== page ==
Lamborghini Aventador successor nears with latest spy shots
Lamborghini’s V12 hypercars date back to the Miura of 1966 and the Italian firm has made sure each of the four models launched since have had a long lifespan – including the outgoing Aventador which was revealed in 2011. Now, it’s almost time for a new one and we’ve already caught it testing in prototype form.
The new car will undertake a drastic change from the Aventador in terms of its powertrain with the use of electrification. We’ve spied the new Lamborghini before on a private track but this is the first time we’ve seen it on the road. Like before, the classic wedge shape is prominent, with an angular nose, low roofline and long rear deck, but now the design details are bolder than ever.
The headlights have parts of the bonnet overlapping them to give an aggressive look and we can see air intakes on the bumper, channelling air to the front brakes. There are huge brake calipers behind the test rims and at the side we see two more intakes (just like the Aventador). The electrical warning sticker gives away the electrified powertrain.
Classic Lamborghini design traits such as pointed wing mirrors, a double-bubble roof and trapezoidal brake lights all feature on this test car. Lamborghini has been creative with the rear light camouflage however with the real lights sitting beside the high-mounted, quad exhaust tips. At the bottom there’s a huge diffuser which will work alongside an active rear spoiler.
Lamborghini’s CEO, Stephan Winkelmann, has already hinted that the company’s new flagship supercar will come with a clean-sheet V12 hybrid powertrain.
The company recently announced it would put the Aventador’s naturally aspirated 6.5-litre V12 engine out to pasture following production of the 769bhp LP 780-4 Ultimae special edition, marking the start of the brand’s ambition to launch a fully hybridised range of cars in 2024.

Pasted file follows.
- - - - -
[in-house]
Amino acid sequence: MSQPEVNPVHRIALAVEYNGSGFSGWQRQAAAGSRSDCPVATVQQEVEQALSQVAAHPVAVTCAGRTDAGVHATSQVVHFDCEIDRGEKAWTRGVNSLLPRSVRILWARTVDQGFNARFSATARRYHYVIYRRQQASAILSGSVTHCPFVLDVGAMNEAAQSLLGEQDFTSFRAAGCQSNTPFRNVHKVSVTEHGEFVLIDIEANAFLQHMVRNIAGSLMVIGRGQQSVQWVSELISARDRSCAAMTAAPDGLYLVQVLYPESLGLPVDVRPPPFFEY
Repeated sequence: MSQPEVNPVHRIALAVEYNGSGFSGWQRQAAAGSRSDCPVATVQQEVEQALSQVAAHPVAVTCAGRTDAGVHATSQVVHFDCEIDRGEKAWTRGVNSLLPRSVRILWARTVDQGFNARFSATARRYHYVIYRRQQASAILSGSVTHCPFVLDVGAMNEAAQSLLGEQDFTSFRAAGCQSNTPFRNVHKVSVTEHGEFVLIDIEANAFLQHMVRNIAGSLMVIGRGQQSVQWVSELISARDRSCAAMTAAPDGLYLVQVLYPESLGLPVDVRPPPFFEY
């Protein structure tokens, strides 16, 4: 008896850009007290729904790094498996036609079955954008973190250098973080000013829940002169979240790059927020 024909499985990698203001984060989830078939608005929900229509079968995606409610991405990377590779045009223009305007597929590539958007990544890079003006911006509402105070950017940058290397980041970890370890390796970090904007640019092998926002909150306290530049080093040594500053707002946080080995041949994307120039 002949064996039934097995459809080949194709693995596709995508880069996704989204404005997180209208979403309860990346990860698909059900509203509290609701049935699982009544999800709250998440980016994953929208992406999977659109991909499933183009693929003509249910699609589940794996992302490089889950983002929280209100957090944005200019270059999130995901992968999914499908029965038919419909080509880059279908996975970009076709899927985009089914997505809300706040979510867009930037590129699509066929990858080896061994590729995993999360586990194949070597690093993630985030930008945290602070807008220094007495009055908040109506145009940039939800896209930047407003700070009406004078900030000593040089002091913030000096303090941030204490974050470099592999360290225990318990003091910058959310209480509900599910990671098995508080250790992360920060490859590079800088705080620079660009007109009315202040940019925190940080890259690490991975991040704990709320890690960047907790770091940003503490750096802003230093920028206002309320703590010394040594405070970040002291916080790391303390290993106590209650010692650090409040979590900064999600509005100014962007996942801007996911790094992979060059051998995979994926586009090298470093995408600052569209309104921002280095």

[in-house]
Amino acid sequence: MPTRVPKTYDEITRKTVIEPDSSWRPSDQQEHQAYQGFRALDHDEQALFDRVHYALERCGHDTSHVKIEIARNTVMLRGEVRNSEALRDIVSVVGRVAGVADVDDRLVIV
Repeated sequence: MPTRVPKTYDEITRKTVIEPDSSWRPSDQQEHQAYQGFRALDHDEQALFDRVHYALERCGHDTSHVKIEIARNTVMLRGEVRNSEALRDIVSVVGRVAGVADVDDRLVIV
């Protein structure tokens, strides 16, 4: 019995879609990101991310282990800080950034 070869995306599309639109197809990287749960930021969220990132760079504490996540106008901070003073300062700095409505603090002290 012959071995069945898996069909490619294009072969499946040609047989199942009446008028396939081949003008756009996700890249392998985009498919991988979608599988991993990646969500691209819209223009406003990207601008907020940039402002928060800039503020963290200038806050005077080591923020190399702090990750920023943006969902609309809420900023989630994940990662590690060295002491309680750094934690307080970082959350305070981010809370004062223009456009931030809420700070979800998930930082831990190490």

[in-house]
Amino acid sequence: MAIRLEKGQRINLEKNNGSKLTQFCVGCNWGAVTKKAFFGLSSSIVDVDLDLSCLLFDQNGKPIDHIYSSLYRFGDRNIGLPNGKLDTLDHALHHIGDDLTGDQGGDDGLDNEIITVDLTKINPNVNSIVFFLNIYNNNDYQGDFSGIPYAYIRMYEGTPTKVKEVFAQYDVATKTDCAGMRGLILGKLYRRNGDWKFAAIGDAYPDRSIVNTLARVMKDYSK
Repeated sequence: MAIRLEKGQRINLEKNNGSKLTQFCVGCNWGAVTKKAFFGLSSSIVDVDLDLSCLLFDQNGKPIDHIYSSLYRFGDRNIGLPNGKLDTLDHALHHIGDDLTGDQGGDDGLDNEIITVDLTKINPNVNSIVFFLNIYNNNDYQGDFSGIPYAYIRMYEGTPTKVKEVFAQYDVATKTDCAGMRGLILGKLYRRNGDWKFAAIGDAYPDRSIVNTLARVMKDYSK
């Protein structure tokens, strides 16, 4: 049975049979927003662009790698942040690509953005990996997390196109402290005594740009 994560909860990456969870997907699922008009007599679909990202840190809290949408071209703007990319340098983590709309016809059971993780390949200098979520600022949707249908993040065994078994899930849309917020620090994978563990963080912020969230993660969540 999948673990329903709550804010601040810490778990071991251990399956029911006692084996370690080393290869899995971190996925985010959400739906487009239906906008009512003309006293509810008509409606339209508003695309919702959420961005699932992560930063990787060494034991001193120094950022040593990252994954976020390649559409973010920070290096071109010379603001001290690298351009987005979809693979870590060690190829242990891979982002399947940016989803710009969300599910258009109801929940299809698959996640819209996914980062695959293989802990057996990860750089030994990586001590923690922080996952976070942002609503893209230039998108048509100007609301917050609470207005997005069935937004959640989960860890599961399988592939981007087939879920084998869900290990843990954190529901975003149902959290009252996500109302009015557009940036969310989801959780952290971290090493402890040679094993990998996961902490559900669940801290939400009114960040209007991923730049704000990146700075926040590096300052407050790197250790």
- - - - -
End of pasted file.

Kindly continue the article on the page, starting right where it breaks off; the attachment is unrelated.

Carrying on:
It was thought that Lamborghini’s push towards electrification could have ended the brand’s relationship with the V12 engine, bringing downsizing and turbocharging with it. However, Winkelmann has since confirmed that won’t be the case.
He also suggested that the hybrid powertrain destined for Lamborghini’s new flagship won’t share any common components with the limited edition 808bhp Sian hybrid supercar, with the firm planning a completely new V12 engine, battery pack and hybrid system.
In an interview with Autoblog, Winkelmann said: “The technology is different, it’s a completely new engine, a completely new drivetrain, a new battery, everything is completely new. There’s nothing out of the Sián or out of the Aventador.” However, like its predecessors, Winkelmann said the car will still have four-wheel drive, active aero, four-wheel steering and be built from carbon fibre.
Lamborghini plans on going all-in on its electrification strategy, aiming to have at least a hybrid powertrain in all of its vehicles by 2024. By the end of the decade, we’re also due to see the brand’s first pure-electric vehicle.
Now read our full review of the new Lamborghini Huracan Tecnica…
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